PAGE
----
Pilgrim had another unplanned shutdown yesterday morning, September 6th – the second shutdown in nearly three weeks due to a valve malfunction.

The first shutdown was on August 18 and lasted several days. It was caused by a failed valve that is designed to prevent radioactive contamination from leaking into the environment during an accident.

Yesterday, at approximately 8:30am, Pilgrim was manually shut down again when water levels in the reactor pressure vessel fluctuated due to a mechanical malfunction in another valve. The valve is designed to pump water into the reactor vessel, which is boiled and created into steam. The steam is what is used to turn a turbine and create electricity. The water also serves other important purposes – for instance, it makes up water that keeps the nuclear fuel cool.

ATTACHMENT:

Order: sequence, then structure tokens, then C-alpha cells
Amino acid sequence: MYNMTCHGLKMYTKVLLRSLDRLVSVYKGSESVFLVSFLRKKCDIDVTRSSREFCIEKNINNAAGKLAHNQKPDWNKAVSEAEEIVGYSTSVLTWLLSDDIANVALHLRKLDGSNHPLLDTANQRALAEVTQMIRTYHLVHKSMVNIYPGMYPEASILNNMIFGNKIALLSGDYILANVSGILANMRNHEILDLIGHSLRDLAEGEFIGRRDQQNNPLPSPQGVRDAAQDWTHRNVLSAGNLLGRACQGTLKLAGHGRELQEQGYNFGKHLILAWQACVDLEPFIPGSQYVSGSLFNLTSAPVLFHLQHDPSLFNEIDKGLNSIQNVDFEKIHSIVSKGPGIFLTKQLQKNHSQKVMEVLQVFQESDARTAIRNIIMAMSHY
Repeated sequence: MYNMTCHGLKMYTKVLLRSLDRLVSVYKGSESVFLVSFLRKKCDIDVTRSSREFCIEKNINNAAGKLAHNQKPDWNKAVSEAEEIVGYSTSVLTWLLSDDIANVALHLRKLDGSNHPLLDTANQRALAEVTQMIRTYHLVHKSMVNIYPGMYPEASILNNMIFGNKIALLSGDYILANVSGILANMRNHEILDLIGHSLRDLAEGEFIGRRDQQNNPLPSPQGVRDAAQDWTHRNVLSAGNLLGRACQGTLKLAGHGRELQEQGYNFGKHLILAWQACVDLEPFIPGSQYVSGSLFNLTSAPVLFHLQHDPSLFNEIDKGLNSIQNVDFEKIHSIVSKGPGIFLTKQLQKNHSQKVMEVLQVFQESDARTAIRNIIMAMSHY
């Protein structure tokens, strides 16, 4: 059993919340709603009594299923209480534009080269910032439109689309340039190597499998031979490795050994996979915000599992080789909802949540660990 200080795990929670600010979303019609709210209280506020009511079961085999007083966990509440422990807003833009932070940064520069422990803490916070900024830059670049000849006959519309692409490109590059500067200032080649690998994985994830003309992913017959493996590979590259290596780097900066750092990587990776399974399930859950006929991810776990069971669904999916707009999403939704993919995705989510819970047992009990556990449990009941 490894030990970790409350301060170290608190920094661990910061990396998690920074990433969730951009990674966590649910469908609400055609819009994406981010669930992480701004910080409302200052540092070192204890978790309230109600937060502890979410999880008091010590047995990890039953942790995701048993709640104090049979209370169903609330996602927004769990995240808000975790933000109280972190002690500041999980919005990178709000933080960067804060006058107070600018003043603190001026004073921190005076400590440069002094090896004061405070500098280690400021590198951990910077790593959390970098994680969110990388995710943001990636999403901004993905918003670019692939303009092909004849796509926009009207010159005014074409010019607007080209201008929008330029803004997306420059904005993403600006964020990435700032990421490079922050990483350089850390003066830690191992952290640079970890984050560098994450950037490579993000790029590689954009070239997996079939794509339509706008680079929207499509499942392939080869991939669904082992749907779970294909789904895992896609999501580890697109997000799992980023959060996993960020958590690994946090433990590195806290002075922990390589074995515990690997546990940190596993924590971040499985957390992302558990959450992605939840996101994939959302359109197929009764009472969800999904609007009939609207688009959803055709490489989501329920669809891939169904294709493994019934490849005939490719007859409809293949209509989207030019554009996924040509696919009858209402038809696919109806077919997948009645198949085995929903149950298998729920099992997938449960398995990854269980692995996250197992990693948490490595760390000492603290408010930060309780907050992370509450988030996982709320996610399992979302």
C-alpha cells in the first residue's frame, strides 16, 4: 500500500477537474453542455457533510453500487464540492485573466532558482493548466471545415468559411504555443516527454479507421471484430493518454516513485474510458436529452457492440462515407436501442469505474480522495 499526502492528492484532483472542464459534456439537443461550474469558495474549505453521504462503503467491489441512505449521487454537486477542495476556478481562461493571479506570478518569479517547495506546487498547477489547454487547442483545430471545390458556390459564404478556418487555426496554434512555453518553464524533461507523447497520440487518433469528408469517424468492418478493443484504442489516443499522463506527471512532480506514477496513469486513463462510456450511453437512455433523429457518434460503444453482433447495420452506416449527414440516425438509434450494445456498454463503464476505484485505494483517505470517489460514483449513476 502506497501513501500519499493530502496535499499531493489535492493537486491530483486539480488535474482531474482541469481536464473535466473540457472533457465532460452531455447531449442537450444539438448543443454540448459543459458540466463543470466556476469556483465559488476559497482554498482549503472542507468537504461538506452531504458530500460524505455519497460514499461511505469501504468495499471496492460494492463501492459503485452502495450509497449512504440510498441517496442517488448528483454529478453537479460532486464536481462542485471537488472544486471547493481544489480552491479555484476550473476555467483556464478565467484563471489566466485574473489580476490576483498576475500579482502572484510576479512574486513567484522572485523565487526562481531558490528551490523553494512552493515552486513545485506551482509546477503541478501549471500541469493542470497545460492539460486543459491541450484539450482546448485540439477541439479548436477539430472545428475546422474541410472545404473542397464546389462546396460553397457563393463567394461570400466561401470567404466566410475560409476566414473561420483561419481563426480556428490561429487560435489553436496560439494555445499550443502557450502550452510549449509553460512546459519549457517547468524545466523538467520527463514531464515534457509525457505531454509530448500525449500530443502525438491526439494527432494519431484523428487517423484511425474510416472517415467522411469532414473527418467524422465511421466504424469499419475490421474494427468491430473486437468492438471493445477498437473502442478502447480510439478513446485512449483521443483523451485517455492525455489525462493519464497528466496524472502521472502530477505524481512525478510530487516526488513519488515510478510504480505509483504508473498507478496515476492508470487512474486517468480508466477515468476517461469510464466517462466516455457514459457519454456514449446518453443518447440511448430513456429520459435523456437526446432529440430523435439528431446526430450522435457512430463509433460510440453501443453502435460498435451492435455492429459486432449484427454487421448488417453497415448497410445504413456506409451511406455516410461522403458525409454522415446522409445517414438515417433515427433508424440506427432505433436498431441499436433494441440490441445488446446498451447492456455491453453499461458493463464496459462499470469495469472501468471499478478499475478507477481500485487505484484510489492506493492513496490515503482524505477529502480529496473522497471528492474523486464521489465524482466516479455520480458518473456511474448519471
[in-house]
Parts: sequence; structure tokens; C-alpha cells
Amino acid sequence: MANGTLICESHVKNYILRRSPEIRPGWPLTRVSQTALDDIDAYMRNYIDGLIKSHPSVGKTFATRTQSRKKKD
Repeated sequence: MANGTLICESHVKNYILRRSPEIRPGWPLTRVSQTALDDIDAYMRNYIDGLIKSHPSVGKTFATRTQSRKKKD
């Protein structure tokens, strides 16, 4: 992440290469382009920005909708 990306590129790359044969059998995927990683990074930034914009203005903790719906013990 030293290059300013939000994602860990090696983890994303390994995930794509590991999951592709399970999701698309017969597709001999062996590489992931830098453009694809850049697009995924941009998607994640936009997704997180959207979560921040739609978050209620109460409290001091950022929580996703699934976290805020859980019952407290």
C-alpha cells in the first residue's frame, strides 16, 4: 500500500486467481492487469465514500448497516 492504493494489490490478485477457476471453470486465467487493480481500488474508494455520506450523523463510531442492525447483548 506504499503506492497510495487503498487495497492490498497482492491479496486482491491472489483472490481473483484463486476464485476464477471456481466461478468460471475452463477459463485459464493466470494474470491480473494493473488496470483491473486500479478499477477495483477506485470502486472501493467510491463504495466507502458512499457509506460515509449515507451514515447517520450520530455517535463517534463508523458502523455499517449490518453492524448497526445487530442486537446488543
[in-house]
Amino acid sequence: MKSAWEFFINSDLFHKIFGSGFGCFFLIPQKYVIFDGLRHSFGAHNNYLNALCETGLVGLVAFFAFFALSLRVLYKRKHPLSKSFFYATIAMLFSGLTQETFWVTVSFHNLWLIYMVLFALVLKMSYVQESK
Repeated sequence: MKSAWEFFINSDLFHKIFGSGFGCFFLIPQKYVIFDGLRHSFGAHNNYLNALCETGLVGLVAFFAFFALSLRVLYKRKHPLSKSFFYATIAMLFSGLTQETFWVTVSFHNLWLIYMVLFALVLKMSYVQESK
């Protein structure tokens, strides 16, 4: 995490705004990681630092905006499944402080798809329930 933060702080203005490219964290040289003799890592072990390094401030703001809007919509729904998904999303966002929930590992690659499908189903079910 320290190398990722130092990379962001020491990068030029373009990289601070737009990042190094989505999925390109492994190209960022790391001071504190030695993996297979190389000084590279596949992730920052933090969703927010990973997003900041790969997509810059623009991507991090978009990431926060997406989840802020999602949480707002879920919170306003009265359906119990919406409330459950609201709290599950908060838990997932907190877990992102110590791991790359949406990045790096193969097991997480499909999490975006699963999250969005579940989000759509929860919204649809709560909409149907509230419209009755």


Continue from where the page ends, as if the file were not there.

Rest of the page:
The shutdown occurred at the same time Pilgrim was operating at reduced power due to the cooling water coming in from Cape Cod Bay being too warm. Pilgrim license requires the incoming water to not exceed 75 degrees F. This has become a problem for Pilgrim over the last few years due to rising air and water temperatures.

On top of this most recent valve problem, Pilgrim also had a electrical arcing in a power line going to the plant on Monday night – another problem that has occurred in the past.

Pilgrim has had a long history of mechanical problems and unplanned shutdowns. The NRC created a webpage early this year dedicated to Pilgrim. It was started due to Pilgrim’s poor performance and the high level of public interest in what’s happening at the aging plant.

The U.S. Nuclear Regulatory Commission is currently investigating the valve problems.

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